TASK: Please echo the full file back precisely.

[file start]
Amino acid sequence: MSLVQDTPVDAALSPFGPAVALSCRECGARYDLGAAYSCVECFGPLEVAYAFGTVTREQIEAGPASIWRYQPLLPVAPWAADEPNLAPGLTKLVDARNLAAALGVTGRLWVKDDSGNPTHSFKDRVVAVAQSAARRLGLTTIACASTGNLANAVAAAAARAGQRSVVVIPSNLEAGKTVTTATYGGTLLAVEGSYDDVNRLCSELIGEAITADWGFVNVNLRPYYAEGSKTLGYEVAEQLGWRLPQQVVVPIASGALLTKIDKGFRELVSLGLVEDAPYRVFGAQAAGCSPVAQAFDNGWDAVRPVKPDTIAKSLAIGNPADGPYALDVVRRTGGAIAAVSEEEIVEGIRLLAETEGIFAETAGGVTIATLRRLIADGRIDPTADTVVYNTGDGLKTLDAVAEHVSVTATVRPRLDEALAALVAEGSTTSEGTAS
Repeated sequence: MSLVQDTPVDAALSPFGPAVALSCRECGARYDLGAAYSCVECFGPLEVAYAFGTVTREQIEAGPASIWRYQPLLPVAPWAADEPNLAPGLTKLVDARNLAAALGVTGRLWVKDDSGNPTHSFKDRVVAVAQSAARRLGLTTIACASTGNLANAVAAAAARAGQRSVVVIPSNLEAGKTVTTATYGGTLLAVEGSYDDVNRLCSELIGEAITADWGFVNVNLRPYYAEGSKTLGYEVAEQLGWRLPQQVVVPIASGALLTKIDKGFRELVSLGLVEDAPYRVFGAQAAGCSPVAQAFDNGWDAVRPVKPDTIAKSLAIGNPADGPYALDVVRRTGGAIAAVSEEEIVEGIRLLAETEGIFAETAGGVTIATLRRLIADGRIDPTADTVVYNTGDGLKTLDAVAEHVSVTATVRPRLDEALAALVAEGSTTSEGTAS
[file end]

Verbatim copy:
Amino acid sequence: MSLVQDTPVDAALSPFGPAVALSCRECGARYDLGAAYSCVECFGPLEVAYAFGTVTREQIEAGPASIWRYQPLLPVAPWAADEPNLAPGLTKLVDARNLAAALGVTGRLWVKDDSGNPTHSFKDRVVAVAQSAARRLGLTTIACASTGNLANAVAAAAARAGQRSVVVIPSNLEAGKTVTTATYGGTLLAVEGSYDDVNRLCSELIGEAITADWGFVNVNLRPYYAEGSKTLGYEVAEQLGWRLPQQVVVPIASGALLTKIDKGFRELVSLGLVEDAPYRVFGAQAAGCSPVAQAFDNGWDAVRPVKPDTIAKSLAIGNPADGPYALDVVRRTGGAIAAVSEEEIVEGIRLLAETEGIFAETAGGVTIATLRRLIADGRIDPTADTVVYNTGDGLKTLDAVAEHVSVTATVRPRLDEALAALVAEGSTTSEGTAS
Repeated sequence: MSLVQDTPVDAALSPFGPAVALSCRECGARYDLGAAYSCVECFGPLEVAYAFGTVTREQIEAGPASIWRYQPLLPVAPWAADEPNLAPGLTKLVDARNLAAALGVTGRLWVKDDSGNPTHSFKDRVVAVAQSAARRLGLTTIACASTGNLANAVAAAAARAGQRSVVVIPSNLEAGKTVTTATYGGTLLAVEGSYDDVNRLCSELIGEAITADWGFVNVNLRPYYAEGSKTLGYEVAEQLGWRLPQQVVVPIASGALLTKIDKGFRELVSLGLVEDAPYRVFGAQAAGCSPVAQAFDNGWDAVRPVKPDTIAKSLAIGNPADGPYALDVVRRTGGAIAAVSEEEIVEGIRLLAETEGIFAETAGGVTIATLRRLIADGRIDPTADTVVYNTGDGLKTLDAVAEHVSVTATVRPRLDEALAALVAEGSTTSEGTAS